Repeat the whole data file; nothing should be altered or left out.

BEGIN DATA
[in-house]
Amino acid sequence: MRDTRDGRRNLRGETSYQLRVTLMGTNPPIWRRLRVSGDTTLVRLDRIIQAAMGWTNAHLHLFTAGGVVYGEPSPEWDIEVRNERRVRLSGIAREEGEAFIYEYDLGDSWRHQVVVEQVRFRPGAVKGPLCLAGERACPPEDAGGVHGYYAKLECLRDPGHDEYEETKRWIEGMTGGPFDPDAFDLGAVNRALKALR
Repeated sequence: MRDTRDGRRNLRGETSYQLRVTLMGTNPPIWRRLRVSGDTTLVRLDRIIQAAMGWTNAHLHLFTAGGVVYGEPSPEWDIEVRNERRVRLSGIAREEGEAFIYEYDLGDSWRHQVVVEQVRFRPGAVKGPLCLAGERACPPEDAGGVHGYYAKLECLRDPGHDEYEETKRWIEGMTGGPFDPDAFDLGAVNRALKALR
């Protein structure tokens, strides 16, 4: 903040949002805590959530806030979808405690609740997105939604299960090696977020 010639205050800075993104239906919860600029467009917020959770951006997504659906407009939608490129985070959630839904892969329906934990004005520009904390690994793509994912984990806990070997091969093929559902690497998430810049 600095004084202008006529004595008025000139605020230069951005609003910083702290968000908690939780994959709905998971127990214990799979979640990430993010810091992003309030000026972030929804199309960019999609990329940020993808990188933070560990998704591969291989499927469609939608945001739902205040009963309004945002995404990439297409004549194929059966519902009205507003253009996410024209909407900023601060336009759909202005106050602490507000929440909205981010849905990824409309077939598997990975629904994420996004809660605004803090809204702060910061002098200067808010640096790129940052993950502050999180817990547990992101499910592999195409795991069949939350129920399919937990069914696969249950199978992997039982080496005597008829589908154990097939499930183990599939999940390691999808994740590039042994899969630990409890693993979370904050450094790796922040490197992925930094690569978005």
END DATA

[in-house]
Amino acid sequence: MRDTRDGRRNLRGETSYQLRVTLMGTNPPIWRRLRVSGDTTLVRLDRIIQAAMGWTNAHLHLFTAGGVVYGEPSPEWDIEVRNERRVRLSGIAREEGEAFIYEYDLGDSWRHQVVVEQVRFRPGAVKGPLCLAGERACPPEDAGGVHGYYAKLECLRDPGHDEYEETKRWIEGMTGGPFDPDAFDLGAVNRALKALR
Repeated sequence: MRDTRDGRRNLRGETSYQLRVTLMGTNPPIWRRLRVSGDTTLVRLDRIIQAAMGWTNAHLHLFTAGGVVYGEPSPEWDIEVRNERRVRLSGIAREEGEAFIYEYDLGDSWRHQVVVEQVRFRPGAVKGPLCLAGERACPPEDAGGVHGYYAKLECLRDPGHDEYEETKRWIEGMTGGPFDPDAFDLGAVNRALKALR
């Protein structure tokens, strides 16, 4: 903040949002805590959530806030979808405690609740997105939604299960090696977020 010639205050800075993104239906919860600029467009917020959770951006997504659906407009939608490129985070959630839904892969329906934990004005520009904390690994793509994912984990806990070997091969093929559902690497998430810049 600095004084202008006529004595008025000139605020230069951005609003910083702290968000908690939780994959709905998971127990214990799979979640990430993010810091992003309030000026972030929804199309960019999609990329940020993808990188933070560990998704591969291989499927469609939608945001739902205040009963309004945002995404990439297409004549194929059966519902009205507003253009996410024209909407900023601060336009759909202005106050602490507000929440909205981010849905990824409309077939598997990975629904994420996004809660605004803090809204702060910061002098200067808010640096790129940052993950502050999180817990547990992101499910592999195409795991069949939350129920399919937990069914696969249950199978992997039982080496005597008829589908154990097939499930183990599939999940390691999808994740590039042994899969630990409890693993979370904050450094790796922040490197992925930094690569978005």